Sister Joanna Crucis took us on a “family” visit and her love for each individual was very obvious. She asked me to ask all of you to remember the sisters and the residents in your prayers. And we all know the power of the prayers of the poor, which were promised to us in return.
The final visit on this emotional roller coaster day of pastoral visits was most informative. We were greeted at the offices of the Conference of Major Religious Superiors, in the person of its executive director, Brother Hugo Verhulat, who is a member of the Brothers of Good Works. In his leadership role with the religious from all of Ethiopia (some 64 different religious congregations of women and men), Brother Hugo illumined me on the realities of the church in Ethiopia today. There are many challenges and not just relative to financial needs. In fact, he emphasized the need for good pastoral planning and implementation so that Catholics in Ethiopia, strong in their loyalty to the church, might continue to be better formed in their faith. We offered our prayerful support to him and to all the religious in Ethiopia.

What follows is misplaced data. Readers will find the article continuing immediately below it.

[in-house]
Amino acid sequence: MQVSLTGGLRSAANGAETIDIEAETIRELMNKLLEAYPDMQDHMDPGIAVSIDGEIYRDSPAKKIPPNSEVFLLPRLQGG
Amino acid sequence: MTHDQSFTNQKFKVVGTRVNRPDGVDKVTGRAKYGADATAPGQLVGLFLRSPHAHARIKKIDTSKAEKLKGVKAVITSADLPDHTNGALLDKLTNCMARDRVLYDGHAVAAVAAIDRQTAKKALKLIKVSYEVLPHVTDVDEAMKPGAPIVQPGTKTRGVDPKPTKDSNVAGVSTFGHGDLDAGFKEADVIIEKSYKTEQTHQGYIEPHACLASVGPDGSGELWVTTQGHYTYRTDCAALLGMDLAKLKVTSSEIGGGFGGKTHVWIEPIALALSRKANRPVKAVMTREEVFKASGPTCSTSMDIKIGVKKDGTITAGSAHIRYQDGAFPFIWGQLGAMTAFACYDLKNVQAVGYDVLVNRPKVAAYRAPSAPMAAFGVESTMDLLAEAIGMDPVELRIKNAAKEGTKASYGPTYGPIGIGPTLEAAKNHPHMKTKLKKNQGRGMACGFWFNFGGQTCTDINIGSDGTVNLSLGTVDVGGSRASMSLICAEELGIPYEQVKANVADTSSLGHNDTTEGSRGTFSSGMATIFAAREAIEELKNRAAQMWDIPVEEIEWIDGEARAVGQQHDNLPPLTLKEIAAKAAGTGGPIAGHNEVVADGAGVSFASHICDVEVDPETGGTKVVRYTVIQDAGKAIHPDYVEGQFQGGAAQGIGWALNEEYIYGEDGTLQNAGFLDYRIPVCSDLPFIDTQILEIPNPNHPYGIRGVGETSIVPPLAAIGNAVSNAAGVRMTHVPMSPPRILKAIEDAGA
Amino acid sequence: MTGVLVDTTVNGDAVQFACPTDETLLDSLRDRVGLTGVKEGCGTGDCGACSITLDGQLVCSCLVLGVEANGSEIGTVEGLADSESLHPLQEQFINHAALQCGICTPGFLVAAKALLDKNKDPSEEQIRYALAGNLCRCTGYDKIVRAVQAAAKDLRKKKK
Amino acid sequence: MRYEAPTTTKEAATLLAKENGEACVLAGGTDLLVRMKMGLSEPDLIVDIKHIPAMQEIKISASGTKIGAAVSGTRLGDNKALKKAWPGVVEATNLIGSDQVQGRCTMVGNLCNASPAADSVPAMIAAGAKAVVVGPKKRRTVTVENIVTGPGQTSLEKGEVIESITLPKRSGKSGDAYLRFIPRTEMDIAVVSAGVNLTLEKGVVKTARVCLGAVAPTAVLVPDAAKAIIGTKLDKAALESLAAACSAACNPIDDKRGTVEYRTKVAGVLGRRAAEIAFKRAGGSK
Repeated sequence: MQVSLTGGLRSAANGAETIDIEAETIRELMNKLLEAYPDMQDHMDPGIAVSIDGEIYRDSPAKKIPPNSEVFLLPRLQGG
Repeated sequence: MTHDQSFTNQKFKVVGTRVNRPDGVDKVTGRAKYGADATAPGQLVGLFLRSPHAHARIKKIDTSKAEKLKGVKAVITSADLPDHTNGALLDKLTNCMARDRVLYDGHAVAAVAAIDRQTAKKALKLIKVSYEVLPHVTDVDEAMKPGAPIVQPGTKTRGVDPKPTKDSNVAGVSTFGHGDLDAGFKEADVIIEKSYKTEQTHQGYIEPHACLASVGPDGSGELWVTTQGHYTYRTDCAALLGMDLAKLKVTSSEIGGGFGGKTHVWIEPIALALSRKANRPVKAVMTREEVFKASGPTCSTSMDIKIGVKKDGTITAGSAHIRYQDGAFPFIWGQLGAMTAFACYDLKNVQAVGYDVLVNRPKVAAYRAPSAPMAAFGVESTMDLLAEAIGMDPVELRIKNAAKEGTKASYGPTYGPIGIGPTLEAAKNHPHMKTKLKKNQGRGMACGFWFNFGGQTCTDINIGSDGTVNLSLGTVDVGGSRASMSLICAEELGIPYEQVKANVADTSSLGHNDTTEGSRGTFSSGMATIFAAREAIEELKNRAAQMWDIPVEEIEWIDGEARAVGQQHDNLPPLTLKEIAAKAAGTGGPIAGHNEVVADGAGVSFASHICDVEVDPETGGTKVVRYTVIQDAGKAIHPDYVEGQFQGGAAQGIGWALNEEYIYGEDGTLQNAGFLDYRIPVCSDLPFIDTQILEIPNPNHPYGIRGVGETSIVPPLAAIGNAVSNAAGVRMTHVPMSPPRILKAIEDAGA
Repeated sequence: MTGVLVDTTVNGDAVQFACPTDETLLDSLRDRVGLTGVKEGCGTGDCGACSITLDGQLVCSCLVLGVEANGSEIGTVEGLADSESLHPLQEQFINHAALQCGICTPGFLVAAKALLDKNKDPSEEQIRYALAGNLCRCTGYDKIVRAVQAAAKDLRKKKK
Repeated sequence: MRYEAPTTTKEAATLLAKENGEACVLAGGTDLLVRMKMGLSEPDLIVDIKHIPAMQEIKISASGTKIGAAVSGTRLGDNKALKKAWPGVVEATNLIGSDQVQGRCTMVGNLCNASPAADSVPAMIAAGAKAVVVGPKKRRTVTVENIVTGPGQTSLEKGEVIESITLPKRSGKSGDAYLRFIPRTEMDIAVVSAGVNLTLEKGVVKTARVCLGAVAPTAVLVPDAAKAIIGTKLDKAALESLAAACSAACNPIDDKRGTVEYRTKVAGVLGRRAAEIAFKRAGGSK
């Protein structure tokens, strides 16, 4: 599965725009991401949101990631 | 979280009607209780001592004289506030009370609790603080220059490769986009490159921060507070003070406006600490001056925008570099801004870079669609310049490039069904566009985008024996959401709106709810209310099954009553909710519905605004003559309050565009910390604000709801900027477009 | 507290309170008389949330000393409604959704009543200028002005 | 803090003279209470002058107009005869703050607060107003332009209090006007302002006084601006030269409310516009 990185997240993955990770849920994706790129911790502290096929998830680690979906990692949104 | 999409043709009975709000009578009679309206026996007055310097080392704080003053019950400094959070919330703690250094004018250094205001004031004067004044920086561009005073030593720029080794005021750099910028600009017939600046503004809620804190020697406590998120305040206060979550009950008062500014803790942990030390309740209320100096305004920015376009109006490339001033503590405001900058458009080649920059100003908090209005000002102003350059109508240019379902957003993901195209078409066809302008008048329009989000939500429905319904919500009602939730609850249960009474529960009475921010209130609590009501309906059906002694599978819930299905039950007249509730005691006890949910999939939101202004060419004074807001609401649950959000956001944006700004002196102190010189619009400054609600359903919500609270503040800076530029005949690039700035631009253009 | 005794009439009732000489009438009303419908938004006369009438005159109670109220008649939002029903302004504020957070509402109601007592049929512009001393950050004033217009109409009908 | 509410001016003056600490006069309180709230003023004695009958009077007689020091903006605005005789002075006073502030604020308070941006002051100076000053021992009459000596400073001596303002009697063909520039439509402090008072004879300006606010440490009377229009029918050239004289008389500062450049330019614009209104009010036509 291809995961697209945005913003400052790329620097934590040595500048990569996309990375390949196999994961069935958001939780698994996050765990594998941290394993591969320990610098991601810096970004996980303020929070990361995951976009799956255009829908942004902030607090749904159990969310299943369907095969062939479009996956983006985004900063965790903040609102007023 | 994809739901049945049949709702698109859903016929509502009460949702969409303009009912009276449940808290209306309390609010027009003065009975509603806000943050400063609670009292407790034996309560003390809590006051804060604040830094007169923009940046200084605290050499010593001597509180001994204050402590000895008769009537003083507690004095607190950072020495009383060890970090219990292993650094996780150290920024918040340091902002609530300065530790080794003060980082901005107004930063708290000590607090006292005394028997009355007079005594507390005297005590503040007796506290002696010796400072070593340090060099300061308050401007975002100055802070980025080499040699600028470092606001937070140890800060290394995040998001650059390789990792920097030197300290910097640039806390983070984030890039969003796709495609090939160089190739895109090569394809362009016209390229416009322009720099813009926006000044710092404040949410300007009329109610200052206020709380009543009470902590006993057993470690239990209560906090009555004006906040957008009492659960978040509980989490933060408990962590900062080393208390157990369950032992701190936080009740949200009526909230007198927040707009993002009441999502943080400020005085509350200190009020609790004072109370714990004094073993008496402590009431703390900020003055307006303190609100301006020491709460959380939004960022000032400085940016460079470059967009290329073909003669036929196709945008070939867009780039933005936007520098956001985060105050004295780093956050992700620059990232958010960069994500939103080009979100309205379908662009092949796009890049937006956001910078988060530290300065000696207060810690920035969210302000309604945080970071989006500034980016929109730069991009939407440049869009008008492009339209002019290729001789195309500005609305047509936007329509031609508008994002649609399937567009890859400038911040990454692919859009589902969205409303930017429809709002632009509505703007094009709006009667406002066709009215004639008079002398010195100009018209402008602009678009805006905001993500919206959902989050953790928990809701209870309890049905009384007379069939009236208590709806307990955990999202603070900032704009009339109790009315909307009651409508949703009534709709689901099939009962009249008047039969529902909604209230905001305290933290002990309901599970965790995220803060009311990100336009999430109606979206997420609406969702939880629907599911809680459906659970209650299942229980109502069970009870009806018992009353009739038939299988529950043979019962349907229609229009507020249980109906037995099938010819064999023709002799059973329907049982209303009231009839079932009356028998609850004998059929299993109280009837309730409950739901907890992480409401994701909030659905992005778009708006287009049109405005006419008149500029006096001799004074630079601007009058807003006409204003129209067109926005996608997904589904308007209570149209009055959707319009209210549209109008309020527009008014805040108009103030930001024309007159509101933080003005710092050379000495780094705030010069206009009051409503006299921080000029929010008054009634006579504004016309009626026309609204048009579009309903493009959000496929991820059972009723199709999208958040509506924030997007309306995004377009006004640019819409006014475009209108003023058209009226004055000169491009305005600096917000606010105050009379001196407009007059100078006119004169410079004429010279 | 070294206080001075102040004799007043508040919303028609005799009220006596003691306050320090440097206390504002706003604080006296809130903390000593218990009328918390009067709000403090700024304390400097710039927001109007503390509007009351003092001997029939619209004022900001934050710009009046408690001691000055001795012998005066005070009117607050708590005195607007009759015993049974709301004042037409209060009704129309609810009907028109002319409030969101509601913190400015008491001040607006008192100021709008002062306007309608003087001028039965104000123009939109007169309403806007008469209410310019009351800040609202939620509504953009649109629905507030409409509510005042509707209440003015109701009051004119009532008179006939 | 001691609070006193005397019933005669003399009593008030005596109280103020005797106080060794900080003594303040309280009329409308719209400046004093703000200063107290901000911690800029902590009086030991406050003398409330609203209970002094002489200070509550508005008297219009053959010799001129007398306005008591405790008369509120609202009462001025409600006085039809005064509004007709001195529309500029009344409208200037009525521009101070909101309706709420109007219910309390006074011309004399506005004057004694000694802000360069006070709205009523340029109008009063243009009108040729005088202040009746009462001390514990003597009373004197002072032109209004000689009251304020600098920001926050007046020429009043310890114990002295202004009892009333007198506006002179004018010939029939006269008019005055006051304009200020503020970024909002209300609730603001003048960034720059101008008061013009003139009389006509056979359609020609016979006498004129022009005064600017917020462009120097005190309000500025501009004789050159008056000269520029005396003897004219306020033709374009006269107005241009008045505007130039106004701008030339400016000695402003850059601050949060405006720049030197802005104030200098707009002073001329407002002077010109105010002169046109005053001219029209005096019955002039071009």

I am tired from these emotional visits today, but also feeling very privileged and blessed to represent all of you from our CNEWA family in these personal encounters with the poor. May God bless and keep them under the watchful hand of his son. And may God bless all of you.